63% of infectious disease doctors have treated patients with infections that did not respond to any antibiotics. That’s almost two thirds of all physicians! It’s clear that antibiotic resistance is a public health threat that has grown since the turn of the century.
It’s generally agreed upon that the best defense against this concerning trend is to “Give the right patient the right medication at the right dose through the right route at the right time.” Because physician training varies from facility to facility, prescribing patterns might not be consistent among physicians, specifically among residents, who rely on attending physicians and hospital policy to help supplement their clinical knowledge.
A team of researchers from Children’s National Health System wanted to identify the level of variation among their residents who they consider to be the first line of defense in the fight against antibiotic resistance—after all, residents often decide the initial course of treatment for a patient. The team, led by Geovanny F. Perez, M.D., developed a survey to identify two things:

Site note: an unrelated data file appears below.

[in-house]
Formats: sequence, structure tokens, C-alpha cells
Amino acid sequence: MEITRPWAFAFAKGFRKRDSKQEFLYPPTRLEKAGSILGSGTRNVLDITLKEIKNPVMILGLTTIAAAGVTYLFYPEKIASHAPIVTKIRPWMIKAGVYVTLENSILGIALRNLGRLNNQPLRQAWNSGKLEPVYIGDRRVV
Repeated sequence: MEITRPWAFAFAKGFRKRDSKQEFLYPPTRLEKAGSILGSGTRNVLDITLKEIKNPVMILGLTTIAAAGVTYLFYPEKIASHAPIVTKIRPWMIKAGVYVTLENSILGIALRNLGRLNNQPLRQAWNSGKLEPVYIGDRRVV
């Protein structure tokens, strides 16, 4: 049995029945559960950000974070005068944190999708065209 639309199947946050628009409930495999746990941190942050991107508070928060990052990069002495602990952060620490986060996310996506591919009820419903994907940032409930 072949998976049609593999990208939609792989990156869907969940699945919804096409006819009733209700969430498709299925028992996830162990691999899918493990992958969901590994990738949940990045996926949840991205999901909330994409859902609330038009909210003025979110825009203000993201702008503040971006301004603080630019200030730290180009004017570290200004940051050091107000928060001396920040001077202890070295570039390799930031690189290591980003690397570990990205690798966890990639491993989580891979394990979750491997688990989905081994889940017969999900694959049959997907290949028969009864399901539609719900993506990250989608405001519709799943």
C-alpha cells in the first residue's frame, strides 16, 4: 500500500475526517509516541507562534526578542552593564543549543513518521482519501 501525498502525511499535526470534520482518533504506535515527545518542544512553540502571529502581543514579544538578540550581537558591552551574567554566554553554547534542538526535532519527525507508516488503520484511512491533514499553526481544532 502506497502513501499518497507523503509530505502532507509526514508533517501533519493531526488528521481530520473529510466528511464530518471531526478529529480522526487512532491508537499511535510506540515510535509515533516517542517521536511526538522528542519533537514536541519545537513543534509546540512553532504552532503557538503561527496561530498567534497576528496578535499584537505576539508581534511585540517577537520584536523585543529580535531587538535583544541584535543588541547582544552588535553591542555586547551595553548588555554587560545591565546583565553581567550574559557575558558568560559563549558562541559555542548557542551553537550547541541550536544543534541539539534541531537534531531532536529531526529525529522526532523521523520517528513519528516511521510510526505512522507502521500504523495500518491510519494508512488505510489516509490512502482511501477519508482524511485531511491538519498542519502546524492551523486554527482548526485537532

The results demonstrated that many of the residents followed prescribing guidelines for 3 of the 5 common ailments, while the course of suggested treatment varied more widely among 2 of the 5. It was also clear that many residents rely on mentors for guidance in their daily decisions, including antibiotic treatment decisions.
The team concluded that antibiotic stewardship programs and additional intensive antibiotic training could help standardize antibiotic treatment courses for infections.
What are your thoughts about this idea? Do you believe residents play a large role in fighting antibiotic resistance and, if so, how should training be improved to make sure they’re following prescription guidelines?Read original article...